View on the former Turia riverbed.
With around 800.000 inhabitants in the city and more than 1.5 million people living in the surrounding metropolitan area, Valencia is the third
largest city in Spain. Founded as a Roman colony in 138 BC, Valencia is located on the east coast of Spain. The city of Valencia has a historical relationship with water, both marine and fresh,
as the city spreads along the margins of the Turia River and by the Mediterranean Sea. Contemporary Valencia is a combination of architectural styles that originate from a rich history and
cultural diversity, ranging from gothic to baroque and from Islamic to modernist buildings. More than 2 million tourists visited Valencia in 2017. The features that tourists mention more often
about the city are the nice weather all year round, the local beaches, the Mediterranean gastronomy and the cultural heritage and regional traditions, such as the “Valencian Falles”. Climate change is a major concern for regional and local
administration on the Valencian region. The main risks and vulnerabilities that climate change will bring to Valencia have already been profoundly studied, and nowadays the focus of research is
shifting towards studying the best adaptation strategies available for the region.
The city of Valencia is surrounded by what is known as the
“Valencian orchard” or “l’Horta”, an agricultural landscape with deep cultural significance. The main crops of the region are citrus, vegetables and rice. L’Horta as we know it today was
developed during the medieval Islamic period. During that period irrigation ditches and small dams were constructed near the Turia and Jucar Rivers to irrigate crops. Many of these historical features still exist today and are still in use by farmers. The long tradition of water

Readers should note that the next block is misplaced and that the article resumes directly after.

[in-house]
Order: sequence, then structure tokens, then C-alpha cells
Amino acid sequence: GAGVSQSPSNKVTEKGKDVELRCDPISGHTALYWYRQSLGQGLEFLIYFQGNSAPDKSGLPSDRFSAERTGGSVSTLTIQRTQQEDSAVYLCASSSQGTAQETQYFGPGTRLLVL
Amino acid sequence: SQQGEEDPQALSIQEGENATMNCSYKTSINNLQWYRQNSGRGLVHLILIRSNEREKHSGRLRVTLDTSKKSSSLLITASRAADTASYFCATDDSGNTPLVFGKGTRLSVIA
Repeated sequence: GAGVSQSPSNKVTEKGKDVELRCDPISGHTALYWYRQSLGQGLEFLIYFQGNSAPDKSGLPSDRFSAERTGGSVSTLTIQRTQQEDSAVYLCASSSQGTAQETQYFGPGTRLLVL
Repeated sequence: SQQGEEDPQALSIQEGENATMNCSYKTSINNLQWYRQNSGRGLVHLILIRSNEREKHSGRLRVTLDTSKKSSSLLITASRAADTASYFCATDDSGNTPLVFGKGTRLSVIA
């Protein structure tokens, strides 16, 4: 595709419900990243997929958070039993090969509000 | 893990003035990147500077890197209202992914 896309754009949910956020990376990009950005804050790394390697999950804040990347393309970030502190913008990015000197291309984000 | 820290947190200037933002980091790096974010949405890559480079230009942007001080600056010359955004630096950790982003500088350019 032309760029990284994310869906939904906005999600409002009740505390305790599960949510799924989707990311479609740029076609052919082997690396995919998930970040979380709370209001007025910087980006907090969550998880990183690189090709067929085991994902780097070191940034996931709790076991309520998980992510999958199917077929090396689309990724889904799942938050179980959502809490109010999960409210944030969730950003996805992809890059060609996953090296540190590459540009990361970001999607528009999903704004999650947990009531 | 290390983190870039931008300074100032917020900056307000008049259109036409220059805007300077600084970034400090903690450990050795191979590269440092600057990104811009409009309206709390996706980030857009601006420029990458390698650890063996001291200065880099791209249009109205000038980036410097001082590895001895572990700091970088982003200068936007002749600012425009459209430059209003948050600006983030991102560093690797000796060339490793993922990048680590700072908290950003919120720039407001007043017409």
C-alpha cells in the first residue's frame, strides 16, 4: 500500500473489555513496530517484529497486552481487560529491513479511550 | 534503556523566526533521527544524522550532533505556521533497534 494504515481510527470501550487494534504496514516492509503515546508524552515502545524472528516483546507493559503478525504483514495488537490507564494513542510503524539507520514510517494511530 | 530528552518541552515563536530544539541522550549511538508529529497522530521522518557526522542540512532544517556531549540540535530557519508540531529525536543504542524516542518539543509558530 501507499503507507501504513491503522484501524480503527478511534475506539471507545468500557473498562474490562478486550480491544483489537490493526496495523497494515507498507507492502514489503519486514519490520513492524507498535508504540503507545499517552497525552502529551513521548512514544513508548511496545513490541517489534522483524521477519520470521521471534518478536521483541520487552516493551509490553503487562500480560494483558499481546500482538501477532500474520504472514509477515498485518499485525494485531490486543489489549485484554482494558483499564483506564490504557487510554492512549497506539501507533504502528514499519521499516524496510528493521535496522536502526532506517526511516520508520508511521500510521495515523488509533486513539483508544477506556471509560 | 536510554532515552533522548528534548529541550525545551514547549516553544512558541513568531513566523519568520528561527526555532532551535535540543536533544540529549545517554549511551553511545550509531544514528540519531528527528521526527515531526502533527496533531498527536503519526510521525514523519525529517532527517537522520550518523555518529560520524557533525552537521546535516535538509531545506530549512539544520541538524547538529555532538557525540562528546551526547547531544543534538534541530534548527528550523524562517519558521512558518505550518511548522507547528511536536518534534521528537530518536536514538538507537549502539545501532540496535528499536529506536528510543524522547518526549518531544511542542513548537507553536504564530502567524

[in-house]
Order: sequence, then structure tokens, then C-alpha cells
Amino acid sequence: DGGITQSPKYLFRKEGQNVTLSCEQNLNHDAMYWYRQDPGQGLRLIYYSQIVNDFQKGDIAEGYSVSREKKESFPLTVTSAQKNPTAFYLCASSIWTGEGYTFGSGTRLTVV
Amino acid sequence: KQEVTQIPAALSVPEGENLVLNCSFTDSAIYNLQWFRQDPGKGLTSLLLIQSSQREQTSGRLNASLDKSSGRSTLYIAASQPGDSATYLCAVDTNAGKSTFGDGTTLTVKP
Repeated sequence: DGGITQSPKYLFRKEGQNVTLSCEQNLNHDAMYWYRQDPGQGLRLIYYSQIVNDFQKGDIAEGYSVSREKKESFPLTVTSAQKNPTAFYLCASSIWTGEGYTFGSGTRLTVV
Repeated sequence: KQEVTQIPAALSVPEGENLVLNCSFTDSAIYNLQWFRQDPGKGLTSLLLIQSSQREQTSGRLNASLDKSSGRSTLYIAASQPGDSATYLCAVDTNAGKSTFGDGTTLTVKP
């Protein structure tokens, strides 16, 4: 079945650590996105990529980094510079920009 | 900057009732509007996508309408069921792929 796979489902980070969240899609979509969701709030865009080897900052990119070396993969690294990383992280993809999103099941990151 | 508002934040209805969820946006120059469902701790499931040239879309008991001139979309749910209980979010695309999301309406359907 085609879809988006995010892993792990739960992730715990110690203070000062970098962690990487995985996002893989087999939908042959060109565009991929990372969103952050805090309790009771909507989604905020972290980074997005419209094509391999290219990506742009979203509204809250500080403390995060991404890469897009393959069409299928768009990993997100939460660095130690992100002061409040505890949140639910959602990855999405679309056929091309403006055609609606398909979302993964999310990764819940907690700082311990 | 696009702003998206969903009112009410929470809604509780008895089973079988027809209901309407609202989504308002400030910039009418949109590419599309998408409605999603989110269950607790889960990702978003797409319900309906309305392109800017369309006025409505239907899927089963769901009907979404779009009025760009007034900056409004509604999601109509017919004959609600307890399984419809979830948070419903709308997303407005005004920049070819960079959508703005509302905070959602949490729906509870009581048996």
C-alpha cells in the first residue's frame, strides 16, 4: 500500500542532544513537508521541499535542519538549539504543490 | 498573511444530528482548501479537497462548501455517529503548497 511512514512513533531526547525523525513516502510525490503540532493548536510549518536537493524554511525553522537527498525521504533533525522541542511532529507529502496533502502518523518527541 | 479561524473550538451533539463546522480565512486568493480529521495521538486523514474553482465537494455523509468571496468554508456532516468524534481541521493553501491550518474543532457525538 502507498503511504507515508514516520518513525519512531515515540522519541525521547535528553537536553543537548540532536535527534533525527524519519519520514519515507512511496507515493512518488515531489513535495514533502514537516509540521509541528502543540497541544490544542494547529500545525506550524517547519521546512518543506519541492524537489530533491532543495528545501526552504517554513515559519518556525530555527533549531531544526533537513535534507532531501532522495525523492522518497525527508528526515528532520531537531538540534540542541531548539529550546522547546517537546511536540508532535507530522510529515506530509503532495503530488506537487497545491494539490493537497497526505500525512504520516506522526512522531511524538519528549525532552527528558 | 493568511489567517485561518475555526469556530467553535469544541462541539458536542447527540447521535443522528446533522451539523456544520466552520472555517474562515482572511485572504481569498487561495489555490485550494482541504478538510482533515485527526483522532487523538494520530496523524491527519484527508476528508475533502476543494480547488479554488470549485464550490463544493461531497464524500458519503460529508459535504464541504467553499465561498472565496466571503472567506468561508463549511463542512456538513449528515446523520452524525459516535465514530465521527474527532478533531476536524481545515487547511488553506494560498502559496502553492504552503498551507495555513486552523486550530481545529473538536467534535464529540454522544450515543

management in the area is also reflected in the existence of long-standing institutions like the Tribunal de las Aguas (Water Tribunal). This tribunal, a customary court, dates back its origins
to Islamic or even Roman days. To this day, this court still settles irrigation disputes of farmers in nine irrigation communities around the city of Valencia.
The Albufera Natural Park, less than 11 km
south of Valencia, is a freshwater lagoon and its surroundings rice plots. The lagoon is the main feature of the Valencian Albufera Natural Park, with a surface area of 21,120 hectares. The
wetland and lagoon area has a high biodiversity sustained by its water ecosystem and the fields surrounding the lake, which are used for growing rice since the 18th century. Rice fields have
great economic and environmental importance. Some of the species that live in the lake also use the surrounding rice crops, where sometimes water quality is better. This includes the grey heron,
the great cormorant and the Hermann's tortoise.
The urban water demand of Valencia and its metropolitan area is shared between the Jucar and the Turia River. Water for domestic purposes
requires two water purification plants working 24 hours during the whole year. These plants are operated by the local company Aguas de Valencia. Waste water is treated in 19 treatment plants. The
EMSHI Company alone is responsible for treating the waste water generated by more than 1.6 million people.
The Climate Change Adaptation Plan for the City of Valencia
2050 describes three main climate change impacts on the city. These are extreme climate and weather events (like droughts and floods), increase of average temperature and the decrease in
average rainfall. According to the Adaptation Plan, water is by far the most vulnerable resource (in terms of both availability and quality) for planning the city in the 2050 horizon. Water, as a
scarce and valuable resource, is linked to effects on biodiversity of water dependent ecosystems (such as the Albufera), public health and agriculture.
The close relationship between the city and its water resources has already been proved in the past by extreme events such as the Valencia flood